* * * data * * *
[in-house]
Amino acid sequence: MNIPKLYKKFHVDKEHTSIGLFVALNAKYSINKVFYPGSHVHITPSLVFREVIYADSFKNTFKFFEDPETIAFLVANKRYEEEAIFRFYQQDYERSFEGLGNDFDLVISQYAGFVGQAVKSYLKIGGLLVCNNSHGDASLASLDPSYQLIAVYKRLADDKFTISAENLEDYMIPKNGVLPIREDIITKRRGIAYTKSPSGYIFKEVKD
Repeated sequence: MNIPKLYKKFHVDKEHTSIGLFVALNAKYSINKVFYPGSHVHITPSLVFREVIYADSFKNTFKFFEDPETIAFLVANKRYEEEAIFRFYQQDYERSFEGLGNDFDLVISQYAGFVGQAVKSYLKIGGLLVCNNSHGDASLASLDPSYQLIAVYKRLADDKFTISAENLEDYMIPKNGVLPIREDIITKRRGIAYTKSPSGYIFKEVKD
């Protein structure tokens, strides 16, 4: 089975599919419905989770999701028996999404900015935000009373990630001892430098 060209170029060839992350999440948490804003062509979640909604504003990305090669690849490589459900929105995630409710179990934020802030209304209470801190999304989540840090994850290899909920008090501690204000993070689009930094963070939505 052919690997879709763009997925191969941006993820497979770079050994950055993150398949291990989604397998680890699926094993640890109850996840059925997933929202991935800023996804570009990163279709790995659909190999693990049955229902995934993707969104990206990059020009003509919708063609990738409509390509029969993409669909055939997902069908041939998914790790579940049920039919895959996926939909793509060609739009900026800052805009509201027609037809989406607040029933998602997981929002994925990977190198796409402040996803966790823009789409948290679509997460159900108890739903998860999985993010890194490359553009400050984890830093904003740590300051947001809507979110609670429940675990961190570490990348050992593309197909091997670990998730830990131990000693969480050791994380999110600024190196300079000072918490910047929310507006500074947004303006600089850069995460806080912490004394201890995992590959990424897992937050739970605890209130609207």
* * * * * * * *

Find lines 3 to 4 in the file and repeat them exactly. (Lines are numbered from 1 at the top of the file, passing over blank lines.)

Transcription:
Repeated sequence: MNIPKLYKKFHVDKEHTSIGLFVALNAKYSINKVFYPGSHVHITPSLVFREVIYADSFKNTFKFFEDPETIAFLVANKRYEEEAIFRFYQQDYERSFEGLGNDFDLVISQYAGFVGQAVKSYLKIGGLLVCNNSHGDASLASLDPSYQLIAVYKRLADDKFTISAENLEDYMIPKNGVLPIREDIITKRRGIAYTKSPSGYIFKEVKD
């Protein structure tokens, strides 16, 4: 089975599919419905989770999701028996999404900015935000009373990630001892430098 060209170029060839992350999440948490804003062509979640909604504003990305090669690849490589459900929105995630409710179990934020802030209304209470801190999304989540840090994850290899909920008090501690204000993070689009930094963070939505 052919690997879709763009997925191969941006993820497979770079050994950055993150398949291990989604397998680890699926094993640890109850996840059925997933929202991935800023996804570009990163279709790995659909190999693990049955229902995934993707969104990206990059020009003509919708063609990738409509390509029969993409669909055939997902069908041939998914790790579940049920039919895959996926939909793509060609739009900026800052805009509201027609037809989406607040029933998602997981929002994925990977190198796409402040996803966790823009789409948290679509997460159900108890739903998860999985993010890194490359553009400050984890830093904003740590300051947001809507979110609670429940675990961190570490990348050992593309197909091997670990998730830990131990000693969480050791994380999110600024190196300079000072918490910047929310507006500074947004303006600089850069995460806080912490004394201890995992590959990424897992937050739970605890209130609207």